Besides, it must not be overlooked, that the text does not at all state, that God is gracious to the just and to the unjust, but that He rains and causes His sun to shine on all.

21.  How, then, must the text be interpreted?

We must take our starting point from verse 44. The Lord admonishes His people that they shall love their enemies. Now, love is not a sentimental feeling or emotion or affection. It is, according to Scripture, the bond of perfectness [Col. 3:14]. It is, therefore, the bond between two parties or persons that are ethically perfect, that seek each other and find delight in each other because of their ethical perfection, and that, in the sphere of ethical perfection seek each other’s good. It is in this true sense that God is love.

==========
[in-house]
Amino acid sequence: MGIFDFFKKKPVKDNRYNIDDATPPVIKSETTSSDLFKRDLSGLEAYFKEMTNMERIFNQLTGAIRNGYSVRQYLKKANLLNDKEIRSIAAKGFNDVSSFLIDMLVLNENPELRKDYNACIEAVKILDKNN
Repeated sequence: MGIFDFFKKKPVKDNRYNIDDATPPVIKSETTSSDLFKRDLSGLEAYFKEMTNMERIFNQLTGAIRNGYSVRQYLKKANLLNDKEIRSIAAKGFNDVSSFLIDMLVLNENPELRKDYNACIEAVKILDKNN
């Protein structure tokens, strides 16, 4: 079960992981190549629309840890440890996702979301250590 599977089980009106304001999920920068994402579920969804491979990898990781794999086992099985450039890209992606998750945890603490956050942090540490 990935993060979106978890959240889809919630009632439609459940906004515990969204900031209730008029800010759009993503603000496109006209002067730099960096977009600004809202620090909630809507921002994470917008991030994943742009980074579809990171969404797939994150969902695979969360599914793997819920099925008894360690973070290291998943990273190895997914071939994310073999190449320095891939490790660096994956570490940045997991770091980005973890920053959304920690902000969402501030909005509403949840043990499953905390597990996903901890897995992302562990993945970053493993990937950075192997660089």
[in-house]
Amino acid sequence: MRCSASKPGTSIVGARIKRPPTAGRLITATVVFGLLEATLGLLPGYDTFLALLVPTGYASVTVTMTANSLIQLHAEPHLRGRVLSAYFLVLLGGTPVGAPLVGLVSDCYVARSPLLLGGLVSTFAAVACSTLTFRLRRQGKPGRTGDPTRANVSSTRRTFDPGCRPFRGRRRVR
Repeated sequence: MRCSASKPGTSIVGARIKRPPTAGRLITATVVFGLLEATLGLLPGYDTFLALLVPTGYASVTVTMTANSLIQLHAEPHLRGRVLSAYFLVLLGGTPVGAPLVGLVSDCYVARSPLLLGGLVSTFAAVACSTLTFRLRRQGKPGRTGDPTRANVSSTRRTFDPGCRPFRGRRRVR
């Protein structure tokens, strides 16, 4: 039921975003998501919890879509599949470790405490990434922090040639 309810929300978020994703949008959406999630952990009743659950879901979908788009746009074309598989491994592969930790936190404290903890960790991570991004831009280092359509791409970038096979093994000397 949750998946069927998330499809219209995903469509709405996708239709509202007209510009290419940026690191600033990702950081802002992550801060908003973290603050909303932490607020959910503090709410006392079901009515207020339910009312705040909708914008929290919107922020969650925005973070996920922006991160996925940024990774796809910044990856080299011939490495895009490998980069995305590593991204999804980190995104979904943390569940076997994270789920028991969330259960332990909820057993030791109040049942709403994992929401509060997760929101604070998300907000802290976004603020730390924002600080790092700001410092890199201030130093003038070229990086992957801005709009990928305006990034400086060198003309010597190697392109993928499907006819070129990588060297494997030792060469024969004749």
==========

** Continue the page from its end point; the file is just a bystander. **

However, it stands to reason that in the case of loving our enemies that despitefully use us, curse us and persecute us, love must needs be onesided. There cannot be a bond of fellowship between the wicked and the perfect in Christ. To love our enemy, therefore, is not to flatter him and to speak sweetly to him; but rather to rebuke him, to demand that he leave his wicked way and thus to bless him and to pray for him. It is to bestow good things upon him with the demand of true love that he leave his wicked way, walk in the light and thus have fellowship with us. If he heed our love, which will be the case if he be of God’s elect and receive grace, he will turn from darkness into light and our love assumes the nature of a bond of perfectness. If he despise our love, our very act of love will be to his greater damnation. But the cursing and persecution of the wicked may never tempt the child of God to live and act from the principle of hatred, to reward evil for evil, and eye for an eye and a tooth for a tooth.